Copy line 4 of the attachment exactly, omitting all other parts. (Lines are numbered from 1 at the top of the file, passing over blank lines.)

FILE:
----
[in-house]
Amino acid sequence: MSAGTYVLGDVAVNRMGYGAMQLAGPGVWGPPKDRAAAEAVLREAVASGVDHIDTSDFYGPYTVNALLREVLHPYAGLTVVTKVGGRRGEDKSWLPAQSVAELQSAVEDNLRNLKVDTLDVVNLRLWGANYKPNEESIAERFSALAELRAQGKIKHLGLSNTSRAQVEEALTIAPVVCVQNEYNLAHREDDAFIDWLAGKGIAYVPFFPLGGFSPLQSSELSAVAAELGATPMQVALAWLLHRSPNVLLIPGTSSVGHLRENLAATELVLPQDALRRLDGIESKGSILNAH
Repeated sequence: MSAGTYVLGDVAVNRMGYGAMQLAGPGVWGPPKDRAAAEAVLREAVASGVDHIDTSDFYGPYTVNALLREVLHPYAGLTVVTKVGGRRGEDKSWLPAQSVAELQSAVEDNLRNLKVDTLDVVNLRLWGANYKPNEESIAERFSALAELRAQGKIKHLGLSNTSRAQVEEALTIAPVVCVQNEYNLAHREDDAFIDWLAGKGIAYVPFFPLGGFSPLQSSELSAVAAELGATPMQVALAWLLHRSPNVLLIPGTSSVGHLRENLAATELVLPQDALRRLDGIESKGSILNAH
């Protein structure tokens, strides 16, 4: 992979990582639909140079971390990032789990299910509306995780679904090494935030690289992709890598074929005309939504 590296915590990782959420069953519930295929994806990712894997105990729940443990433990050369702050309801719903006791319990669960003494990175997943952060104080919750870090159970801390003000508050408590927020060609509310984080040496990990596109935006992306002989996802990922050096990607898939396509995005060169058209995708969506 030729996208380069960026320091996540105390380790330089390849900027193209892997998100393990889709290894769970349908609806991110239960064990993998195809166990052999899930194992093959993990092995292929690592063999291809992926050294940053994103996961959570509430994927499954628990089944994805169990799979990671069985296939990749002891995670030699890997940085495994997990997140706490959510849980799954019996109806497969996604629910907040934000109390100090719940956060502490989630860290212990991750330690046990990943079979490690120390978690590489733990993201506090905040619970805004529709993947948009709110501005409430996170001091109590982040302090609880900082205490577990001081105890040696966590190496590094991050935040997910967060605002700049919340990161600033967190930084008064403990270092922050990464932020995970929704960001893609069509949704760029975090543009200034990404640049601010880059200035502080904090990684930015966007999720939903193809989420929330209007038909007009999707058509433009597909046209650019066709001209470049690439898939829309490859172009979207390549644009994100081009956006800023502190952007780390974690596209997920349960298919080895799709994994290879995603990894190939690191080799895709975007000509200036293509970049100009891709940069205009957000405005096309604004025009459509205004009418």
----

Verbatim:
């Protein structure tokens, strides 16, 4: 992979990582639909140079971390990032789990299910509306995780679904090494935030690289992709890598074929005309939504 590296915590990782959420069953519930295929994806990712894997105990729940443990433990050369702050309801719903006791319990669960003494990175997943952060104080919750870090159970801390003000508050408590927020060609509310984080040496990990596109935006992306002989996802990922050096990607898939396509995005060169058209995708969506 030729996208380069960026320091996540105390380790330089390849900027193209892997998100393990889709290894769970349908609806991110239960064990993998195809166990052999899930194992093959993990092995292929690592063999291809992926050294940053994103996961959570509430994927499954628990089944994805169990799979990671069985296939990749002891995670030699890997940085495994997990997140706490959510849980799954019996109806497969996604629910907040934000109390100090719940956060502490989630860290212990991750330690046990990943079979490690120390978690590489733990993201506090905040619970805004529709993947948009709110501005409430996170001091109590982040302090609880900082205490577990001081105890040696966590190496590094991050935040997910967060605002700049919340990161600033967190930084008064403990270092922050990464932020995970929704960001893609069509949704760029975090543009200034990404640049601010880059200035502080904090990684930015966007999720939903193809989420929330209007038909007009999707058509433009597909046209650019066709001209470049690439898939829309490859172009979207390549644009994100081009956006800023502190952007780390974690596209997920349960298919080895799709994994290879995603990894190939690191080799895709975007000509200036293509970049100009891709940069205009957000405005096309604004025009459509205004009418």